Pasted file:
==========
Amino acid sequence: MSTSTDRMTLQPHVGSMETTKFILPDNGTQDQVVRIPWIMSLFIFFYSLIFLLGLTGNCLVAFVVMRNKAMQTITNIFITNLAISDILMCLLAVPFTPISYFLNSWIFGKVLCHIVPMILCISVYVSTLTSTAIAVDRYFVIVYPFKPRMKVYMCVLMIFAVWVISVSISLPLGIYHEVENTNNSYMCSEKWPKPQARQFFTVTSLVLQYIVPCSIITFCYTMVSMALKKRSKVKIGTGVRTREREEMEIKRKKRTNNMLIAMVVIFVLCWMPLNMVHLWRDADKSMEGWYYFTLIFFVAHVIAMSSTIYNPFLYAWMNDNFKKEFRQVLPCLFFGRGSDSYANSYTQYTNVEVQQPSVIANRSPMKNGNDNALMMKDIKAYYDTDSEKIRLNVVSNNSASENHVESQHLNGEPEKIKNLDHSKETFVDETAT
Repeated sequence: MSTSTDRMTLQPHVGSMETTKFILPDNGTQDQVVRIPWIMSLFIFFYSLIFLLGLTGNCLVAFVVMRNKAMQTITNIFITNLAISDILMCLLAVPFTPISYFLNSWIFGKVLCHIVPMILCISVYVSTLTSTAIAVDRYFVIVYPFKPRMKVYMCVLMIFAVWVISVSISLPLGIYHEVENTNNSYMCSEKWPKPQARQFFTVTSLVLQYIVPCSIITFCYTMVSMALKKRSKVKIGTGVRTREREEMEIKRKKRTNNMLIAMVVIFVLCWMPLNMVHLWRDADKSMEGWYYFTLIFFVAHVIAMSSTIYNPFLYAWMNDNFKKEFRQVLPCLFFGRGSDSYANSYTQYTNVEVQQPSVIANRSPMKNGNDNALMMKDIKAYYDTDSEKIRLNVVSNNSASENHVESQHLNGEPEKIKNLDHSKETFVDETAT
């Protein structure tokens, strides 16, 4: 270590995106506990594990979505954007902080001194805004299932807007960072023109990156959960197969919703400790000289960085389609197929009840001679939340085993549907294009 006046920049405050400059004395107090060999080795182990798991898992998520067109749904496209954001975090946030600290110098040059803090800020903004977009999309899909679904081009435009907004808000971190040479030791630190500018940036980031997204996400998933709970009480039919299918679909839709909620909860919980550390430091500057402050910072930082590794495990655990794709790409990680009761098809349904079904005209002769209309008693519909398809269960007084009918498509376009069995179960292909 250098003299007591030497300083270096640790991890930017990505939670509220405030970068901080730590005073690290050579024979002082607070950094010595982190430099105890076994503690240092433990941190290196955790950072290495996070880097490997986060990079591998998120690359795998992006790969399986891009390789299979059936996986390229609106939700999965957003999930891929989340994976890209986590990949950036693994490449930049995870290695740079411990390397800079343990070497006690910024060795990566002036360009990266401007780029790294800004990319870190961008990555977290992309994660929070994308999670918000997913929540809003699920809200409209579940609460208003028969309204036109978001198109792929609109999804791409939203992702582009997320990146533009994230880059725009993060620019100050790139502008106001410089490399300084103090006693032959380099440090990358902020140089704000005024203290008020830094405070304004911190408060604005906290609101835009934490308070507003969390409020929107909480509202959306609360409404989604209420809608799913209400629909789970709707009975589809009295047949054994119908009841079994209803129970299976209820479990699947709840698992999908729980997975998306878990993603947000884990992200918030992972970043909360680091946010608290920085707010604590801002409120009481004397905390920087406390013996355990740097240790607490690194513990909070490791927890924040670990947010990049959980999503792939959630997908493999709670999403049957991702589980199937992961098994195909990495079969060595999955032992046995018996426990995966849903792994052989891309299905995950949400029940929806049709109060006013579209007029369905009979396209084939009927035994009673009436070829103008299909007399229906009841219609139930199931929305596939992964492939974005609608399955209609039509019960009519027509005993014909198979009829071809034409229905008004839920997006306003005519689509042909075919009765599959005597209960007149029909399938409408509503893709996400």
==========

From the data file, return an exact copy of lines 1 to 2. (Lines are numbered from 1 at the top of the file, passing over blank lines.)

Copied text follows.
Amino acid sequence: MSTSTDRMTLQPHVGSMETTKFILPDNGTQDQVVRIPWIMSLFIFFYSLIFLLGLTGNCLVAFVVMRNKAMQTITNIFITNLAISDILMCLLAVPFTPISYFLNSWIFGKVLCHIVPMILCISVYVSTLTSTAIAVDRYFVIVYPFKPRMKVYMCVLMIFAVWVISVSISLPLGIYHEVENTNNSYMCSEKWPKPQARQFFTVTSLVLQYIVPCSIITFCYTMVSMALKKRSKVKIGTGVRTREREEMEIKRKKRTNNMLIAMVVIFVLCWMPLNMVHLWRDADKSMEGWYYFTLIFFVAHVIAMSSTIYNPFLYAWMNDNFKKEFRQVLPCLFFGRGSDSYANSYTQYTNVEVQQPSVIANRSPMKNGNDNALMMKDIKAYYDTDSEKIRLNVVSNNSASENHVESQHLNGEPEKIKNLDHSKETFVDETAT
Repeated sequence: MSTSTDRMTLQPHVGSMETTKFILPDNGTQDQVVRIPWIMSLFIFFYSLIFLLGLTGNCLVAFVVMRNKAMQTITNIFITNLAISDILMCLLAVPFTPISYFLNSWIFGKVLCHIVPMILCISVYVSTLTSTAIAVDRYFVIVYPFKPRMKVYMCVLMIFAVWVISVSISLPLGIYHEVENTNNSYMCSEKWPKPQARQFFTVTSLVLQYIVPCSIITFCYTMVSMALKKRSKVKIGTGVRTREREEMEIKRKKRTNNMLIAMVVIFVLCWMPLNMVHLWRDADKSMEGWYYFTLIFFVAHVIAMSSTIYNPFLYAWMNDNFKKEFRQVLPCLFFGRGSDSYANSYTQYTNVEVQQPSVIANRSPMKNGNDNALMMKDIKAYYDTDSEKIRLNVVSNNSASENHVESQHLNGEPEKIKNLDHSKETFVDETAT